10/10/10 Results

America’s White House Goes Solar President Obama has announced the installation of solar panels and a solar hot water heater on the roof of his White House residence as part of a Department of Energy demonstration project. Interestingly, the move comes after Founder Bill McKibben carted solar panels to Washington, D.C., in October, as part of his grassroots movement’s 10/10/10 Global Work Party on curbing climate change. The Washington Post reports that the panels were some of the same ones that were donated to Unity College in the 1990s after President Reagan had them removed from the White House and let federal renewable energy subsidies expire. President Carter had the original solar equipment installed in 1979, saying “A generation from now, this solar heater [behind me] can either be a curiosity, a museum piece, an example of a road not taken, or it can be just a small part of one of the greatest and most exciting adventures ever undertaken by the American people.” Remarks McKibben: “If it has anything like the effect of the White House garden, it could be a trigger for a wave of solar installations across the country and around the world.”

Toy Story

Sustainable Toys are In With Walmart, the biggest toy seller, now stocking its store shelves with more toys made from natural or recycled materials, industry analysts expect other big retailers to follow. Reyne Rice, a trend specialist for the Toy Industry Association, told Reuters that about 25 percent of retail buyers at last year’s American International Toy Fair wanted to see and consider more eco-friendly products. Thus, the Toy Fair earlier this year featured a green pavilion, exclusively showcasing such toys for the first time. It’s a step toward propelling green toy sales toward an anticipated $1 billion market in the next five years, representing some 5 percent of overall toy sales. While sustainable toys tend to cost a bit more than traditional ones, many are priced at less than $25 retail. Meanwhile, even though many major manufacturers aren’t yet on board, several are making moves to green and reduce the amount of packaging they use.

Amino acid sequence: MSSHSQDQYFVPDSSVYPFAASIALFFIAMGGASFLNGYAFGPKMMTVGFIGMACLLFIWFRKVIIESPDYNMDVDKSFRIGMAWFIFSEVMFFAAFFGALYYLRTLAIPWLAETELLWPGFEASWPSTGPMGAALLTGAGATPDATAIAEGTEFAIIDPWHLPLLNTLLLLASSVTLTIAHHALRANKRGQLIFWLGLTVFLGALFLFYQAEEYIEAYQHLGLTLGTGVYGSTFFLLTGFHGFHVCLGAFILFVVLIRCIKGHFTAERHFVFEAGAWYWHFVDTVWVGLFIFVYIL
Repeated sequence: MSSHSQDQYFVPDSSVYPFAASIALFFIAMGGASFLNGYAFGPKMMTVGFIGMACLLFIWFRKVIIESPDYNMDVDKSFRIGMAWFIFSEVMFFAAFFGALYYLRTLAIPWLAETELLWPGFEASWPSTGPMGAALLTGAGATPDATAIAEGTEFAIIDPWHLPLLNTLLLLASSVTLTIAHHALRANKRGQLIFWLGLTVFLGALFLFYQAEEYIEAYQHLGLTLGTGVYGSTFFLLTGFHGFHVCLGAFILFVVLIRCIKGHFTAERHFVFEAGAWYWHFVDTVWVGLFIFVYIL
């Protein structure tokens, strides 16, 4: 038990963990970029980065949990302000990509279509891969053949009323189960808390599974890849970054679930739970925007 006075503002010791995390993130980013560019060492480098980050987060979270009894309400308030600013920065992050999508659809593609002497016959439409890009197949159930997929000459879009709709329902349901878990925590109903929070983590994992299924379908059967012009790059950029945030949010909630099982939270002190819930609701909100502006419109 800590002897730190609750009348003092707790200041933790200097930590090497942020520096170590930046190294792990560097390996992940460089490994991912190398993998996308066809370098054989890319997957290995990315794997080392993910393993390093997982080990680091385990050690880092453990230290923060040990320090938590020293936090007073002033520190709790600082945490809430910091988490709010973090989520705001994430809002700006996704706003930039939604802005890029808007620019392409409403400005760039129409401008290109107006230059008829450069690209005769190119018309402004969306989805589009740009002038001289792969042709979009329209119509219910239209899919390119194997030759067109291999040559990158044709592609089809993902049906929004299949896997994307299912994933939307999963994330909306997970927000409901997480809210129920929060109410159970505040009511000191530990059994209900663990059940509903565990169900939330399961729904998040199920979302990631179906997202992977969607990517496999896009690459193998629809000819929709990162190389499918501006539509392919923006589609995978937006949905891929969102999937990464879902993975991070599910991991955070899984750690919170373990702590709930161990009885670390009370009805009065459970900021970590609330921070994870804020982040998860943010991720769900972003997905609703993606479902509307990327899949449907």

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December 2010


Be Authentic

This Holiday Season! by Alice McCall e all do it – we want others to like us and to think highly of us.  We worry about what others will think if we choose a career that is unusual, or decide not to follow traditions at holiday time. We put our focus on others and their opinion’s.  Our search for acceptance, often takes us down a path of unhappiness.  It could lead us to stay in a job that gives us no joy, do an activity we dislike, spend time with people who don’t genuinely care about us, or even have a secret life that is only shared with a few accepting souls. In the larger scheme, this path can take us away from